Pensions firms least satisfied with FCA

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Regulated firms have scored the FCA’s overall effectiveness 6.7 out of 10 with pensions firms reporting lower satisfaction in the regulator than other sectors, according to a FCA survey.

The FCA Practitioner Panel published the findings from its 2016 annual survey today, which more than 3,000 regulated firms completed between February and April.

The survey results showed satisfaction with the FCA increased slightly from 7.1 out of 10 in 2015 to 7.2 in 2016.

However, the long-term savings and pensions sector was shown to have lower levels of satisfaction in almost all areas of the survey. Its satisfaction with the regulator was 6.9 out of 10 compared to 7.4 in the wholesale banking sector and 7.3 in capital markets.

Pensions firms were also less satisfied on the FCA’s overall effectiveness with a mean score of 6.2 compared with 7.2 in the wholesale banking sector.

Long-term savings and pensions companies also felt that the information they have to provide for consumers is excessive and that communication from the regulator should be more tailored and easier to understand.

Overall, firms rated satisfaction with communication at 7 out of 10 while the pensions sector scored it 6.5 with more four in 10 firms giving a score of 6 or lower.

The survey says: “As seen elsewhere in this report, such a stark difference between long term savings and pensions firms and the rest of the industry suggests that there are specific issues at play in this sector. By exploring the ways in which this sector engages and communicates with the regulator, we can begin to understand how their experience might differ in this regard.”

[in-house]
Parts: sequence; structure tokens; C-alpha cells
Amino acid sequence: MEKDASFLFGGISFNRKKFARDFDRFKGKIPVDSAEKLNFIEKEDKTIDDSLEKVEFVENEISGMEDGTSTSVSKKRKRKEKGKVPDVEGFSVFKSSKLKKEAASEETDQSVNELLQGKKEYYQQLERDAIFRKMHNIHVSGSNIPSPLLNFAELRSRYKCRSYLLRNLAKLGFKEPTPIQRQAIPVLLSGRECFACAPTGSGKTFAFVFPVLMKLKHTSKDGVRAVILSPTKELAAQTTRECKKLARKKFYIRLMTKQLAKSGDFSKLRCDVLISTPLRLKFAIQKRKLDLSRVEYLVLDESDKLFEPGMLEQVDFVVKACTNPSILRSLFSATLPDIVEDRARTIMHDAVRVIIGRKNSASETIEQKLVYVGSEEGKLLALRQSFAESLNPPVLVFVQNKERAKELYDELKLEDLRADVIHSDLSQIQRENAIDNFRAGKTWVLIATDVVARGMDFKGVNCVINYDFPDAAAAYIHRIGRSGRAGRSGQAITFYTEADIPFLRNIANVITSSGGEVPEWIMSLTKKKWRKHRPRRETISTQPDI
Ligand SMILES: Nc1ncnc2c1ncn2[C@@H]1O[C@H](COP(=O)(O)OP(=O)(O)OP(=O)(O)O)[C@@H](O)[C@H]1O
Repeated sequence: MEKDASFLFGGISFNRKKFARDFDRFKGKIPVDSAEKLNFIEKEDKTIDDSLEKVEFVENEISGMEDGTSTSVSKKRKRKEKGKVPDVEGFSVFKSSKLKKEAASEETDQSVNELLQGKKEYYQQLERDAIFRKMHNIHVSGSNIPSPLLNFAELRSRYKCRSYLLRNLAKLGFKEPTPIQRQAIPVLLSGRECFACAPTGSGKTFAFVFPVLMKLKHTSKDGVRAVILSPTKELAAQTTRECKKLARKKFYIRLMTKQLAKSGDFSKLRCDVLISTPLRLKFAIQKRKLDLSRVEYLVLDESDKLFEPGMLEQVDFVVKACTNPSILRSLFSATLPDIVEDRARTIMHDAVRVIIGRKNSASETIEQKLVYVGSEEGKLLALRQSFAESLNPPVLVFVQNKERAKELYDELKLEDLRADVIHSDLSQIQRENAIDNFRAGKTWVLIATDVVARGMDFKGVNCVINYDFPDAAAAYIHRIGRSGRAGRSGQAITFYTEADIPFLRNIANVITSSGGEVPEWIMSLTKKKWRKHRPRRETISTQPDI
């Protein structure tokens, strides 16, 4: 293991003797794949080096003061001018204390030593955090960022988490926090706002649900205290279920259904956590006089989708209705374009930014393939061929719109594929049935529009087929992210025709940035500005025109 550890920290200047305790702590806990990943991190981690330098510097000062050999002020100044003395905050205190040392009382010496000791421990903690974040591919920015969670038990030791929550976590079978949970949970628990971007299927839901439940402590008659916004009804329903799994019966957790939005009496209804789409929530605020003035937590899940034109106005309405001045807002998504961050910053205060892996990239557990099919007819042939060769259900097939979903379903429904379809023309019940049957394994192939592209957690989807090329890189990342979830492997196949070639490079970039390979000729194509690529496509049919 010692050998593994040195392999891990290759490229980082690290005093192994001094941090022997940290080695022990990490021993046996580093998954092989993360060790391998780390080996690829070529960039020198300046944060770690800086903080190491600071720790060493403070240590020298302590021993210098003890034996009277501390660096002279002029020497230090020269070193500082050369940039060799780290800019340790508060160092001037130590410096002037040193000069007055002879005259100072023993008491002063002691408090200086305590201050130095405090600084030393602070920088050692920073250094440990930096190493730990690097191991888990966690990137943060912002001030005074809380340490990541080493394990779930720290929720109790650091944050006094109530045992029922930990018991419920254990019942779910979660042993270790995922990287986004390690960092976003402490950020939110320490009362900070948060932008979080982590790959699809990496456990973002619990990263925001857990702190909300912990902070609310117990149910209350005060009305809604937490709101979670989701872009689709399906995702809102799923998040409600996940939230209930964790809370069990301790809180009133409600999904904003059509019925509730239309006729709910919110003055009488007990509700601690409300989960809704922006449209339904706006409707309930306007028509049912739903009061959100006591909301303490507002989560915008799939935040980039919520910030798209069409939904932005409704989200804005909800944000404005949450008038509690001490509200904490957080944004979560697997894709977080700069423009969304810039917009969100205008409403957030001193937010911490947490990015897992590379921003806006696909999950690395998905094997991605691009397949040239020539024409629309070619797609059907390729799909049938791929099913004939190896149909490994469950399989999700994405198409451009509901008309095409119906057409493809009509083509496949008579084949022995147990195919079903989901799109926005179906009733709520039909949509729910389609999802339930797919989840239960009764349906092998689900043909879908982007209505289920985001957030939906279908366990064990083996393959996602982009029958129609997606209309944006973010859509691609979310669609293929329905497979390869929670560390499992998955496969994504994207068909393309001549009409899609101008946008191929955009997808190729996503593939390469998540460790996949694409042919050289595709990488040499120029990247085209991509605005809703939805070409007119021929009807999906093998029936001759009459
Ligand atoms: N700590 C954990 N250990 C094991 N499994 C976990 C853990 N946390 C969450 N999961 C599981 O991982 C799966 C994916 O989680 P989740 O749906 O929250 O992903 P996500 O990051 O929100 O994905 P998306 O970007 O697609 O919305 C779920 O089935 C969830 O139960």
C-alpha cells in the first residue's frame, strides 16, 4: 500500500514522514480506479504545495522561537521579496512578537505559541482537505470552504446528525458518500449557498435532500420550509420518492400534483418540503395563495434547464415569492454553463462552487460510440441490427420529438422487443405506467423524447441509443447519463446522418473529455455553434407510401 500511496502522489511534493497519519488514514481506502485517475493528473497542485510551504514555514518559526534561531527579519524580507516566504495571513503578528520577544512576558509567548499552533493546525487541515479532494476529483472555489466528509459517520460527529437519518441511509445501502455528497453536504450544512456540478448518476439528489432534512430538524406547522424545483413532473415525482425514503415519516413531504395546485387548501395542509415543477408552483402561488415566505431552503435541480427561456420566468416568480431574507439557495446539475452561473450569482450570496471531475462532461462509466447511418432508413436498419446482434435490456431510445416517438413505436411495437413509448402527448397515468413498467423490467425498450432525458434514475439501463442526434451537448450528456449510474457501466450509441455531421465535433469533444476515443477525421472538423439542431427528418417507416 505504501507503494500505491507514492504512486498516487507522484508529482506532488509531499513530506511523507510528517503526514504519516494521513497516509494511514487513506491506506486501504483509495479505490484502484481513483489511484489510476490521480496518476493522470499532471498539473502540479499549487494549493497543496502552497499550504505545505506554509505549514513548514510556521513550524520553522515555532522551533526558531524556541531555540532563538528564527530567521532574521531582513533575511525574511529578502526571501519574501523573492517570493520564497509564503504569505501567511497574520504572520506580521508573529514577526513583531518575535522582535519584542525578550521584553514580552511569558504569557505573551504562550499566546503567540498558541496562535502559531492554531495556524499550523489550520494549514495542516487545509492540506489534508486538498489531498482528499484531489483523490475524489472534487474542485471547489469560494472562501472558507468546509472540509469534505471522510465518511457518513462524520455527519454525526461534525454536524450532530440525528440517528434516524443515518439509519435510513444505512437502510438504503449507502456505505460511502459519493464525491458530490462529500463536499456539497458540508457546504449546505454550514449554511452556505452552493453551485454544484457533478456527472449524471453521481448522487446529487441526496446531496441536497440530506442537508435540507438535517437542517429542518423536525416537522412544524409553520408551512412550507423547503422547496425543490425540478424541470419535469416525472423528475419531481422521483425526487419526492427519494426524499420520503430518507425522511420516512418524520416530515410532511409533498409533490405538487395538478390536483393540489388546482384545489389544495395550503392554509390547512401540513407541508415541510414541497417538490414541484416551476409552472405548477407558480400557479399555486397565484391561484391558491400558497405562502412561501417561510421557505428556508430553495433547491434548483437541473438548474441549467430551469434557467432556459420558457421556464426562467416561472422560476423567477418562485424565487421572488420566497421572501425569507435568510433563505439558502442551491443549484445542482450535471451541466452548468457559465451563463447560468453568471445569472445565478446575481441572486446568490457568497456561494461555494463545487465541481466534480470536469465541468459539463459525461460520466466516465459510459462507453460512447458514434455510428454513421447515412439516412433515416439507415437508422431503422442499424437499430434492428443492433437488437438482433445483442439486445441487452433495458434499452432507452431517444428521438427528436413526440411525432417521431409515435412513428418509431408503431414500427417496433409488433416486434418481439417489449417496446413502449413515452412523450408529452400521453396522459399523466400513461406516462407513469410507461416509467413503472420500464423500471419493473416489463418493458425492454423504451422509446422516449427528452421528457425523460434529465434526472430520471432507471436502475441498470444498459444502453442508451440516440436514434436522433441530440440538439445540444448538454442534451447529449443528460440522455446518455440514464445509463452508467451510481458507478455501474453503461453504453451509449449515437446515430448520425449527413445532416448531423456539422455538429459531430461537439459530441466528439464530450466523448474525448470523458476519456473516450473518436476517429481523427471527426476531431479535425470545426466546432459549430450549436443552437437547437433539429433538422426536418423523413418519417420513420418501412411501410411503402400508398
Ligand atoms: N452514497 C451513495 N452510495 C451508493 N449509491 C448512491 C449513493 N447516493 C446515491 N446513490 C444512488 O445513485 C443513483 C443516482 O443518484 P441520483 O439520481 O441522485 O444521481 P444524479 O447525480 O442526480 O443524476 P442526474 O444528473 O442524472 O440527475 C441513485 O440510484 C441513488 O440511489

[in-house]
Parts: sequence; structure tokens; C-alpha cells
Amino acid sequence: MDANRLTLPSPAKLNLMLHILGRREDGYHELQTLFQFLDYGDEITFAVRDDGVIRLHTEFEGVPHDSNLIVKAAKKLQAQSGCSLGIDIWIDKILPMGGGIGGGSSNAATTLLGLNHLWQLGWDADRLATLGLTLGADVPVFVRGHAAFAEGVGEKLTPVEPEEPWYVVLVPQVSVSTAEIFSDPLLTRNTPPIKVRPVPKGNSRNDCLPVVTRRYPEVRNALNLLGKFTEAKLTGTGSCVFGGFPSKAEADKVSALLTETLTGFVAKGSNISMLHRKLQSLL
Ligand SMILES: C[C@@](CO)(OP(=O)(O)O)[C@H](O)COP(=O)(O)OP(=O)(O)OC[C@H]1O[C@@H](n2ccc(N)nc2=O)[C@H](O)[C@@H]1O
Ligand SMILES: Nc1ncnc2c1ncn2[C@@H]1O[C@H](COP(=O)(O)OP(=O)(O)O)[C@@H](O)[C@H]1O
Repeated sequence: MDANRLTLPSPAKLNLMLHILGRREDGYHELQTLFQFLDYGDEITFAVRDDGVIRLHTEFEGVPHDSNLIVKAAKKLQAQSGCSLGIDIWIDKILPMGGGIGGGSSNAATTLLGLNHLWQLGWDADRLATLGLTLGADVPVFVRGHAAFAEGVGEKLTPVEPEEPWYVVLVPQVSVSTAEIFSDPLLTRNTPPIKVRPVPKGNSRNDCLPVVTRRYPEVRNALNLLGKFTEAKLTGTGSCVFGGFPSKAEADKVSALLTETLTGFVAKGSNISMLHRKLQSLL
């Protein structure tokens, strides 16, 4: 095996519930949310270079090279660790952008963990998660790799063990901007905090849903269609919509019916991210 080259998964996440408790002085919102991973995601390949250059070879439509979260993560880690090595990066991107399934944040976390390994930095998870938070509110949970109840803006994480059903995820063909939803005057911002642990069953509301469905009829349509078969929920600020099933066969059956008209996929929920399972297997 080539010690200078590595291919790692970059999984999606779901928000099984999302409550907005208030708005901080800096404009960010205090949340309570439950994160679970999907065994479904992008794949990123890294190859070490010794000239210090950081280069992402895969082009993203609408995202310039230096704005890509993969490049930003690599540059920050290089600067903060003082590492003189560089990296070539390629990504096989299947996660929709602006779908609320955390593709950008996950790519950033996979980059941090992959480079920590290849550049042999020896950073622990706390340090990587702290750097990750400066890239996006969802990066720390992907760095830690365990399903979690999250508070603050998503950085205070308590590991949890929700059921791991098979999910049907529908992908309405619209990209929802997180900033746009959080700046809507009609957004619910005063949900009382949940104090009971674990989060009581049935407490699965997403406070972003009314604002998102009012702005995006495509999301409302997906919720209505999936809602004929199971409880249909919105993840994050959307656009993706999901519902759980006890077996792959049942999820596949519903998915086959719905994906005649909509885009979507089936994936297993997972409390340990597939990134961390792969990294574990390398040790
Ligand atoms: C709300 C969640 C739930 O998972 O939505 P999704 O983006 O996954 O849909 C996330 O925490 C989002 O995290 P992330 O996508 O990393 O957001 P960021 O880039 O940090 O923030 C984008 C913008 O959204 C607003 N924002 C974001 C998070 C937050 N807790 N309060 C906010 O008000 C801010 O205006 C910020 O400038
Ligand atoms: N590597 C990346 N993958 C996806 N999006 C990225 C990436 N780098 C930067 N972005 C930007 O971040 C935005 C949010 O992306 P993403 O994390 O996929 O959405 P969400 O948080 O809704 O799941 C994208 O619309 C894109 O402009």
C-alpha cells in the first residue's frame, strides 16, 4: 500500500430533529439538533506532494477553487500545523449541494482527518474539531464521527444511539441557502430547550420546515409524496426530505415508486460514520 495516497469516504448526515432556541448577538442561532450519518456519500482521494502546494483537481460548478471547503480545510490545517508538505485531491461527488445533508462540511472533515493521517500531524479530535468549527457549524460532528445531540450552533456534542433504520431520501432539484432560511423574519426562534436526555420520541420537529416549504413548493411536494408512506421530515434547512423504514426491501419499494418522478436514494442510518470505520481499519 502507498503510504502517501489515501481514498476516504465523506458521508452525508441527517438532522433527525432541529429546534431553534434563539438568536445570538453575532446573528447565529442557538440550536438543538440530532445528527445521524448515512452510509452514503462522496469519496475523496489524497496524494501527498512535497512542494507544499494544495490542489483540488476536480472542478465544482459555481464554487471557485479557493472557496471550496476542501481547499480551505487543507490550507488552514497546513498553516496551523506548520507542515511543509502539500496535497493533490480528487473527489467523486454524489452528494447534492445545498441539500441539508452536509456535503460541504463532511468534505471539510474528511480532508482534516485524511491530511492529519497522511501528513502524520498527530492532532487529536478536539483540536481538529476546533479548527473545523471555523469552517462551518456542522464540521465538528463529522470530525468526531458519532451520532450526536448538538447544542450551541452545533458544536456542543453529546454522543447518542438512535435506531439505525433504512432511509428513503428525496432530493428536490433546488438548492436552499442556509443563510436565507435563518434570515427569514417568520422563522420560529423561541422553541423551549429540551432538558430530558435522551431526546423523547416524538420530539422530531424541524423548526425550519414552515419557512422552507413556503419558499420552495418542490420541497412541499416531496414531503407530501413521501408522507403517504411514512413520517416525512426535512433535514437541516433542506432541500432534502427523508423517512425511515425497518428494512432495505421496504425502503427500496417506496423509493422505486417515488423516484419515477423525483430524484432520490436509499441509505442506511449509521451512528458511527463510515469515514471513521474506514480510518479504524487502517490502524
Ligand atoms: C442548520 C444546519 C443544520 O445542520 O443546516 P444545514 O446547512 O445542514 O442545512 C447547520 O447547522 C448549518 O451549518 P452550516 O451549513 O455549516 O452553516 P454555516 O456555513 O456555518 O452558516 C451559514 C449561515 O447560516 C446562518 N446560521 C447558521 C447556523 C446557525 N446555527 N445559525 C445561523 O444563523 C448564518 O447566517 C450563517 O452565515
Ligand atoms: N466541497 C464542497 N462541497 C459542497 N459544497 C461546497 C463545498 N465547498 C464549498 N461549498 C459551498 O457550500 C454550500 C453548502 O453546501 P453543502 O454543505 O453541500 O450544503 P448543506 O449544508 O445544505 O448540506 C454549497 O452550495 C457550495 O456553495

Long-term savings and pensions firms also responded negatively to the impact of regulation.

Half of those firms (51 per cent) felt that regulation had reduced the type of business they conducted, compared with 34 per cent in other sectors.

Nearly half (47 per cent) felt the level of regulation was detrimental to consumer interests, compared with 30 per cent in other sectors, and 35 per cent felt that it restricted innovation within their firm, compared with 27 per cent across all other sectors.

Generally, respondents had lower confidence in the regulator’s ability to achieve its competition objective compared to its market integrity and consumer protection objectives.

The survey also found respondents wanted the FCA to improve the knowledge of its staff and supervisors, to regulate more transparently and to conduct more forward-looking regulation.